The town of Jugha in the historical province of Yernjak (present-day Nakhichevan ASSR near the village of Jugha, district of Julfa) is that famous settlement of the past, which survived from the time it was first settled until 1848. The densely-populated village of the early Middle Ages grew into a town by the 10—13th centuries, while in the 15— 17th centuries, it was an outstanding Armenian trade centre, due to the high urban culture there. Since it was a heavily populated and prosperous town it was frequently subject to plunder and set on fire by foreign invaders during the Middle Ages. In 1605 after Shah-Abbas had demolished the town, the entire population was compelled to migrate to Persia, where Nor Jugha was founded.
The town of Jugha lay along the bank of the Arax River and consisted of more than ten large districts with a homogeneous Armenian population of two to four thousand families (15000—20000 persons). The town was particularly splendid with its seven churches and other religious and lay monuments, its numerous castles. It was during the 15th century that trade, along with various crafts,
developed and prospered to an unprecedented degree. For many centuries the caravans of Jugha merchants could proudly enter all trade centres in the East and the West.
Unfortunately the history and culture of Jugha have not been studied in detail. Brief information on the history and description of monuments are given in the r works of A. Sedrakian and Gh. Alishan at the end of the 19th century, A. Vruyr's article on Jugha and S. Ter-Avetisian's study.
Jugha achieved fame for its historical and architectural monuments, its thousands of beautifully carved khachkars (cross-stones) and various other monuments which have come down to us completely ruined, though others are intact or partially destroyed.
THE HOLY SAVIOUR MONASTERY OF JUGHA is located northwest of the Cemetery, on the summit at the edge of «Kamu dzor» (Windy valley). The initial building of the Monastery was built in the 9 — 1 Oth centuries, and later, in 1271, was restored by a Mr. Vahram.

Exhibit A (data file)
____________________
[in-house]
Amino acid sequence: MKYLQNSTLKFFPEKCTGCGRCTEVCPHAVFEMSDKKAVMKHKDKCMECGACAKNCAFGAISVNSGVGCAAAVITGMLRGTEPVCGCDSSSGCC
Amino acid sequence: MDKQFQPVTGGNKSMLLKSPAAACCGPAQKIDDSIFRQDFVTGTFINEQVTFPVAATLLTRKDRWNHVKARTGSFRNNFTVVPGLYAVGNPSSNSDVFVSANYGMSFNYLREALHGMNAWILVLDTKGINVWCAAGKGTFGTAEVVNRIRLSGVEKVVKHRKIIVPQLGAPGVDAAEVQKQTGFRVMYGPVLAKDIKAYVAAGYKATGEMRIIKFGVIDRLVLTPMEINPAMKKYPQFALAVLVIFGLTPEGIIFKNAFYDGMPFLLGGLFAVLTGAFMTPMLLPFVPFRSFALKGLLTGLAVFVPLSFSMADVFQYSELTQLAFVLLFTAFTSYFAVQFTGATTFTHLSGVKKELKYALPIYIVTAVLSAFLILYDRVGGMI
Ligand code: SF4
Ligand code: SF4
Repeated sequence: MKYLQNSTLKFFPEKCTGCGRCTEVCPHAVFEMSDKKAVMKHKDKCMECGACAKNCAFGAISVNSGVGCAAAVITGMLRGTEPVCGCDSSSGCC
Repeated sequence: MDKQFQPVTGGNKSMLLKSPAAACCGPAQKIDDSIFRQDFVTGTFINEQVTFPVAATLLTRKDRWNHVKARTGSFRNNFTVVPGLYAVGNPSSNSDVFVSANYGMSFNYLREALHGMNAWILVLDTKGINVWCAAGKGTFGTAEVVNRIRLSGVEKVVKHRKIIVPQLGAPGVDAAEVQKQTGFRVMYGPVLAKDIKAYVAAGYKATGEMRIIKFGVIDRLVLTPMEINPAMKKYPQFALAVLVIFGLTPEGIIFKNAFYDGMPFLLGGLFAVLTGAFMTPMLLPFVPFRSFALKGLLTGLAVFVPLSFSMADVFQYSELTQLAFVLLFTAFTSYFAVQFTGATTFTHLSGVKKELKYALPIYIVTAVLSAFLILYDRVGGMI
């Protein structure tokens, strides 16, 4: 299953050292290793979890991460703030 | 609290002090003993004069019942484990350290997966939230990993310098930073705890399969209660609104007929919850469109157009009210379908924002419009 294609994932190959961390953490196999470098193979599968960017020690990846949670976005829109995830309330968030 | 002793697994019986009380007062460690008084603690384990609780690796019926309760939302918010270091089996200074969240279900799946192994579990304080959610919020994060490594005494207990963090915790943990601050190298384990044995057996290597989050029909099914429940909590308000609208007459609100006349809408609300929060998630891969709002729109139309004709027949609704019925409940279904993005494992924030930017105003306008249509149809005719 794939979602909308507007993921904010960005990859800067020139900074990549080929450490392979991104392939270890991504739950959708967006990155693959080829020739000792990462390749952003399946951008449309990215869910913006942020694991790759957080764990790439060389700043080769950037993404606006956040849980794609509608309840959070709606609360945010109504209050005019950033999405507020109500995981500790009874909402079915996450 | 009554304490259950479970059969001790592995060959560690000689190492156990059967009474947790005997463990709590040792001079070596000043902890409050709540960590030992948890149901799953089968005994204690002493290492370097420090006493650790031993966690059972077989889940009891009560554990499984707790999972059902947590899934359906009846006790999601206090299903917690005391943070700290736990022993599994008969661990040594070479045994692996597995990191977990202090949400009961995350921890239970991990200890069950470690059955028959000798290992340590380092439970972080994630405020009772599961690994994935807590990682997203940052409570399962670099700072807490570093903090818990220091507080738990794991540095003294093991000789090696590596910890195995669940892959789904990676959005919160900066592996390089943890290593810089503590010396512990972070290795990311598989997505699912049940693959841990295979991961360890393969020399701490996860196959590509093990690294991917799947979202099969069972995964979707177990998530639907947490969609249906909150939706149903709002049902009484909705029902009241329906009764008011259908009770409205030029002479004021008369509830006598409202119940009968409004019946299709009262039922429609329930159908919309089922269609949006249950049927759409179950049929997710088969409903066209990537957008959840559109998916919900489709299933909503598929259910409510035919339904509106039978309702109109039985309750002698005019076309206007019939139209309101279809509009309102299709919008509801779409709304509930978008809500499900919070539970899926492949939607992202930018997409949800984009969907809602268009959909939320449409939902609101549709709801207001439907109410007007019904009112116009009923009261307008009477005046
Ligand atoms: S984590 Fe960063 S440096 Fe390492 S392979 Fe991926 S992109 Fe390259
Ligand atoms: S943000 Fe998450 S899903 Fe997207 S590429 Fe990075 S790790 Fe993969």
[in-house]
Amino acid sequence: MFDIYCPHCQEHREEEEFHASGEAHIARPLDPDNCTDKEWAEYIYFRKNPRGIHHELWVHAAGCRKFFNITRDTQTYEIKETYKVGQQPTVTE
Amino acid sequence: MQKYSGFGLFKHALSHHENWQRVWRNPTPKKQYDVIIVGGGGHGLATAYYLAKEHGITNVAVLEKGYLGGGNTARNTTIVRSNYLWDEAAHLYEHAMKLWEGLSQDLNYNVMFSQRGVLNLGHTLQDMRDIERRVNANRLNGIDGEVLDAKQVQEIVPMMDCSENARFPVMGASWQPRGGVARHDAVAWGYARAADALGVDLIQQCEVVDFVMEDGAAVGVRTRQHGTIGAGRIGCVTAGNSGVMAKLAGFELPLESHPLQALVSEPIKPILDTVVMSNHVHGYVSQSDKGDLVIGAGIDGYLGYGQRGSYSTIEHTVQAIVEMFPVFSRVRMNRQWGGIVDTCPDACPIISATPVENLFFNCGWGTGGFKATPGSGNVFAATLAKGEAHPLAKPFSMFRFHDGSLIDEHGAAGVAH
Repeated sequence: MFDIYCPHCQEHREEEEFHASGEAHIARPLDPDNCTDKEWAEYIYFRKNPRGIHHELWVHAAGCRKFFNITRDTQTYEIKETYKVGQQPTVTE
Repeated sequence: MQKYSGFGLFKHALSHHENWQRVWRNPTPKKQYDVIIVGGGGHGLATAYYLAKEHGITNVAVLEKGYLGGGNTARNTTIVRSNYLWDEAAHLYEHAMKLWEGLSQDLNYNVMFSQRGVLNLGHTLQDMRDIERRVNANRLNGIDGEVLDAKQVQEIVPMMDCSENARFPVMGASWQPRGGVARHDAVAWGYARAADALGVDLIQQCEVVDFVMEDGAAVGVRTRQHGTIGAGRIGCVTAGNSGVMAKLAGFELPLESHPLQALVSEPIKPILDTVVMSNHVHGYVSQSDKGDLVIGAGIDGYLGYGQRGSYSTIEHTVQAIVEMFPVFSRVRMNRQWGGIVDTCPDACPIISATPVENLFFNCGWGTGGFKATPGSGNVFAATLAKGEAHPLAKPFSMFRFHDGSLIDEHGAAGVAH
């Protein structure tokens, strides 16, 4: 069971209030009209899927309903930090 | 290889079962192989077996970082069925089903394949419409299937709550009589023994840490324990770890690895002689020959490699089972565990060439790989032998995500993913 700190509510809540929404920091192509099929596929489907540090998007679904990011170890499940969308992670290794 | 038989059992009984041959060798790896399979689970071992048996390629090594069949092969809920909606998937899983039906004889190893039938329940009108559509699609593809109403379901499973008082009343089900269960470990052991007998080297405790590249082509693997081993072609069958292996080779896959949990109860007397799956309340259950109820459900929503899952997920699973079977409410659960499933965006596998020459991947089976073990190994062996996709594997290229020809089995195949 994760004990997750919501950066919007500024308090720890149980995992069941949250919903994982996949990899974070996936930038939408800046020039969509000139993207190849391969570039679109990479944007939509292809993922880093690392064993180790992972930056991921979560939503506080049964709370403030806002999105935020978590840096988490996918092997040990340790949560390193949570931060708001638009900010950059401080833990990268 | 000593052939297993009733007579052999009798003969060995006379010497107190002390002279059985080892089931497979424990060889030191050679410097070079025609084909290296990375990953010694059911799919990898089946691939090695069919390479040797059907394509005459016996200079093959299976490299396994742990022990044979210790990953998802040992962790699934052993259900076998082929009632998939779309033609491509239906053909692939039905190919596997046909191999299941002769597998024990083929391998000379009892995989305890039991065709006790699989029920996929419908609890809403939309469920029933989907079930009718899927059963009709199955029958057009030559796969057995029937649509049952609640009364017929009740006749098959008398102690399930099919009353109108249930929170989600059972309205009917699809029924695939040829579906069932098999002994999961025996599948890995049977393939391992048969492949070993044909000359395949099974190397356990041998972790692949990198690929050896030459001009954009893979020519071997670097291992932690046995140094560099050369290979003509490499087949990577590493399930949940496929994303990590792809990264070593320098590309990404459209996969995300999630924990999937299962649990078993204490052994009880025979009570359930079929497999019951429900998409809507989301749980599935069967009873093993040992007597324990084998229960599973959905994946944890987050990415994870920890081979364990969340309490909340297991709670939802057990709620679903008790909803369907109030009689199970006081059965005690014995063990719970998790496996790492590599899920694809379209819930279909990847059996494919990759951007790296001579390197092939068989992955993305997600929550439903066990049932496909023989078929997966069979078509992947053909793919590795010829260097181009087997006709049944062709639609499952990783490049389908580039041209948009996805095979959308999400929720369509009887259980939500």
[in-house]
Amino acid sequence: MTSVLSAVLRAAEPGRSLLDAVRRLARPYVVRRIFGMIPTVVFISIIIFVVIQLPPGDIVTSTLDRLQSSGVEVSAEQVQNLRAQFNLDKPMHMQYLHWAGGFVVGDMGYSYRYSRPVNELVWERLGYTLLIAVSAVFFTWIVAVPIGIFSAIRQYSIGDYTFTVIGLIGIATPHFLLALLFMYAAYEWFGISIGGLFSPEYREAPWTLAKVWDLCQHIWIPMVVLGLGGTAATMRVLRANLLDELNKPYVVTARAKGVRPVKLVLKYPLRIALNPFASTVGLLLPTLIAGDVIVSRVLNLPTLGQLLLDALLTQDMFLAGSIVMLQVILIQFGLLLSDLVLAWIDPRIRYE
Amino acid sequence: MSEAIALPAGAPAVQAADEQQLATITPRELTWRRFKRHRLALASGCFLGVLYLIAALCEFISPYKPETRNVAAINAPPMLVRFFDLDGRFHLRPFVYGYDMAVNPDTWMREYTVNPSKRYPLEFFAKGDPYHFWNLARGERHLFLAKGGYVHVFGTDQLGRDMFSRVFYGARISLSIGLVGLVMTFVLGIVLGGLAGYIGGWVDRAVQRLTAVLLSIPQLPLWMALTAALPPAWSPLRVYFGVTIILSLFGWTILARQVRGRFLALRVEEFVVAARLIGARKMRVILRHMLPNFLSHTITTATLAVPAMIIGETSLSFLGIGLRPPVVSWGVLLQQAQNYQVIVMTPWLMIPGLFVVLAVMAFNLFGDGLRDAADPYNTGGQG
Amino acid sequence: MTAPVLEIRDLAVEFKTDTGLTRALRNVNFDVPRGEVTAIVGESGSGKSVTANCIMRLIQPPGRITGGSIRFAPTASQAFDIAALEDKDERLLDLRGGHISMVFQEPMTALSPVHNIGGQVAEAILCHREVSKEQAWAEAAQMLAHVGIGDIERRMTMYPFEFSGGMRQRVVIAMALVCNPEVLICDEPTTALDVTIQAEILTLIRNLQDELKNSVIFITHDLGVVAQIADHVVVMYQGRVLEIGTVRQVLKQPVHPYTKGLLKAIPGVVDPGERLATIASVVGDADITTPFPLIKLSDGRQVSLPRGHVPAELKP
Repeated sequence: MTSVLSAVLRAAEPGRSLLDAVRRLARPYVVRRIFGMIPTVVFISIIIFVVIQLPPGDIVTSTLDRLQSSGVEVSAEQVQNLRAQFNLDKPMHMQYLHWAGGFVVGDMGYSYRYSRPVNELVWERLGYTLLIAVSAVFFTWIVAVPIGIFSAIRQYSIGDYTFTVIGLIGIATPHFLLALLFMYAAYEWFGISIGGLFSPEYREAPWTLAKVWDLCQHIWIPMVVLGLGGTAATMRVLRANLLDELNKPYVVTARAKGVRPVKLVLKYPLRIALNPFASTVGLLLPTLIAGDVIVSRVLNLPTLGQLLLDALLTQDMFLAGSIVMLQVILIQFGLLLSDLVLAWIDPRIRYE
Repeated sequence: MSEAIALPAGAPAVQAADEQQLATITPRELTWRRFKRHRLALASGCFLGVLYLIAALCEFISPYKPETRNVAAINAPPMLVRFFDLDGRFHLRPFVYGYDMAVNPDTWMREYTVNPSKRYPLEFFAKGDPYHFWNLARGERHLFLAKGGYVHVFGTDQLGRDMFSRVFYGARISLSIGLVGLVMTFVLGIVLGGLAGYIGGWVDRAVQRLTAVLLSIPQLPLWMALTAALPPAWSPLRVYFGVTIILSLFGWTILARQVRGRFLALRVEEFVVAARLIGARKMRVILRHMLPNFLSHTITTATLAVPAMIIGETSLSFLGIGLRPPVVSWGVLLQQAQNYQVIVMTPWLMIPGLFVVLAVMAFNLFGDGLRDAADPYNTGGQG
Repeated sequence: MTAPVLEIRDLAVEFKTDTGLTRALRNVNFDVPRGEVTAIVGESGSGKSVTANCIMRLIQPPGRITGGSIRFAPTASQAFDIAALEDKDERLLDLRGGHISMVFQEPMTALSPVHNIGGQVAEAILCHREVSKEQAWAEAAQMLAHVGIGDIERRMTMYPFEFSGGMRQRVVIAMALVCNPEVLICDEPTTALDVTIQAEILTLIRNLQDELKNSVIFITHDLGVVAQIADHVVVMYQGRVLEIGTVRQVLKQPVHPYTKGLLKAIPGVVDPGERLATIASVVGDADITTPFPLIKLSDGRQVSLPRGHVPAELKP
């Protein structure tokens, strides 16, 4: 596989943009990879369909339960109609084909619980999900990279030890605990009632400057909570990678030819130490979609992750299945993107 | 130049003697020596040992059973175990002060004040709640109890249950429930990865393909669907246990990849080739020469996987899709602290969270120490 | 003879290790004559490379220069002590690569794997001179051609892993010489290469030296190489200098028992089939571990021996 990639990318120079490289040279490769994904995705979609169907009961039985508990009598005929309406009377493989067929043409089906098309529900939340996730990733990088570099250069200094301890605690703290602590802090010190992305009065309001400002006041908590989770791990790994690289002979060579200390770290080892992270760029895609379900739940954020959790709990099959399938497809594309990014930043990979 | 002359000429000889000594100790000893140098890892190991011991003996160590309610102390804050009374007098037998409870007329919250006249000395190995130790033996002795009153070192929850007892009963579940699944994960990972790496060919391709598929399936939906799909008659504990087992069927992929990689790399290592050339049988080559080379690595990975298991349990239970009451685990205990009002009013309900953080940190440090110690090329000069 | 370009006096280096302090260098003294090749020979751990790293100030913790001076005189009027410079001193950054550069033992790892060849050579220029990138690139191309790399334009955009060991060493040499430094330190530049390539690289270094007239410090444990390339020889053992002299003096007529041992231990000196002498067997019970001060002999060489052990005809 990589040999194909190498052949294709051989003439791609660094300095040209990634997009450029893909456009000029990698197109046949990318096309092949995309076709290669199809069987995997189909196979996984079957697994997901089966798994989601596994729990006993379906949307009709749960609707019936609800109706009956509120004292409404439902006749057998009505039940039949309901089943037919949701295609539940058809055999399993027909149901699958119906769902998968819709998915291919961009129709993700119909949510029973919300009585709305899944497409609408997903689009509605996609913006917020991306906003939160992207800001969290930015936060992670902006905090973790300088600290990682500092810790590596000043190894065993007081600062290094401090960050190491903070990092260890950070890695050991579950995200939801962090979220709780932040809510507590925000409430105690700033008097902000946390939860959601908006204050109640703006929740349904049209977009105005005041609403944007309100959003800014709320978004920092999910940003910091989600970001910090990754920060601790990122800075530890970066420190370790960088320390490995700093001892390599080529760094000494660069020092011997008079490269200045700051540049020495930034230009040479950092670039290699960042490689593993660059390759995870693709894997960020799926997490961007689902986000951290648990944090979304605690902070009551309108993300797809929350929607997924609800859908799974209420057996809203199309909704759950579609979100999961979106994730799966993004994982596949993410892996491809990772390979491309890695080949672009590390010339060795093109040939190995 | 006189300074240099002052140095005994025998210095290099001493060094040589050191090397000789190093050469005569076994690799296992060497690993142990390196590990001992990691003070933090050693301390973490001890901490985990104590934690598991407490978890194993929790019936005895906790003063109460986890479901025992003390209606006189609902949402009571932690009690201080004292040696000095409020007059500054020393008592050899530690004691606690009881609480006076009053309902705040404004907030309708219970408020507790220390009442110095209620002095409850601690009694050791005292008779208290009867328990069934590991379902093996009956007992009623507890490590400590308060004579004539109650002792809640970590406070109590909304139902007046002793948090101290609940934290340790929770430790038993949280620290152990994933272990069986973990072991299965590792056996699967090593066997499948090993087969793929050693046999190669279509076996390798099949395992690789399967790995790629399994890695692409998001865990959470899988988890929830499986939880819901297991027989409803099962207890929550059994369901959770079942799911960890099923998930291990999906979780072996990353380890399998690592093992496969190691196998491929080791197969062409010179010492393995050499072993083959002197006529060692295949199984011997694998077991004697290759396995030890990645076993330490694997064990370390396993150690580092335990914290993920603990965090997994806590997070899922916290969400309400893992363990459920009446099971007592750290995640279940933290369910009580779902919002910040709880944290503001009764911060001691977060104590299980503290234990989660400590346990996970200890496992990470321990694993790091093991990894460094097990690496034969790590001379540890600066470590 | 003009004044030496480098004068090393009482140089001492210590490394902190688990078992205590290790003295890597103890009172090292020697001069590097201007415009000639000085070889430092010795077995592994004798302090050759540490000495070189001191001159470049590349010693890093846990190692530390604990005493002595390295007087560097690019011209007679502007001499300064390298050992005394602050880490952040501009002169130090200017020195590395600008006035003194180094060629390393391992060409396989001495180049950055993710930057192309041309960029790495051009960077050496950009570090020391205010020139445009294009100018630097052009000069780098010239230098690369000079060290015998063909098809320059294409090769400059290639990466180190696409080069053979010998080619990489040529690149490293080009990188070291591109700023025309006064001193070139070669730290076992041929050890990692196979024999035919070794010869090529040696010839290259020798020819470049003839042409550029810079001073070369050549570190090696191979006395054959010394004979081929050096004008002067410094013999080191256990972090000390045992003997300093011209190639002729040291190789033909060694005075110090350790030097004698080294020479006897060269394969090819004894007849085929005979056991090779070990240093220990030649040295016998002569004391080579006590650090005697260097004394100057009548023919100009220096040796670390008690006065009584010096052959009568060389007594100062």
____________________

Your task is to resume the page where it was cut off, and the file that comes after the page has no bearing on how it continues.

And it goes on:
The Holy Saviour complex consisted of a small-scale, central-domed church, a northex (gavit), a dining-room, one- or two storied auxiliary constructions; all of which were inside the walls and are now partially ruined.
CAVES. There are a number of caves and caverns in the crevices of Karmu Valley and the mountains in the environs of Jugha, the better known of which are Jgnavor (hermit's) cave and the «Krekadjatun» (place where lime was produced). These caves served as shelters and refuges in the I and II millenium B. C. and also during the Middle Ages.
PUBLIC BATHS. This edifice, built in the 16th century, and consisting of a number of spherically-roofed rooms, is completely demolished today. It is believed that it was constructed on the initiative of Khoja (merchant) Khachik, the mayor of Jugha.
MAIN LODGINGS FOR CARAVANS. The ruins of this partially-destroyed monument are to be found on the bank of the Arax River. The building was rectangular, spherically-roofed, built of smoothly-carved and partially-carved
stones, covering a rather extensive area. In the interior, there were many rooms-large and small, for travellers and their goods.
THE BRIDGE. Ruins of the remarkable Jugha bridge may be seen even today on the banks of the Arax. This four-spanned bridge of smoothly-carved stone and limestone mixture was built on the trade route which had important significance for trade and the court.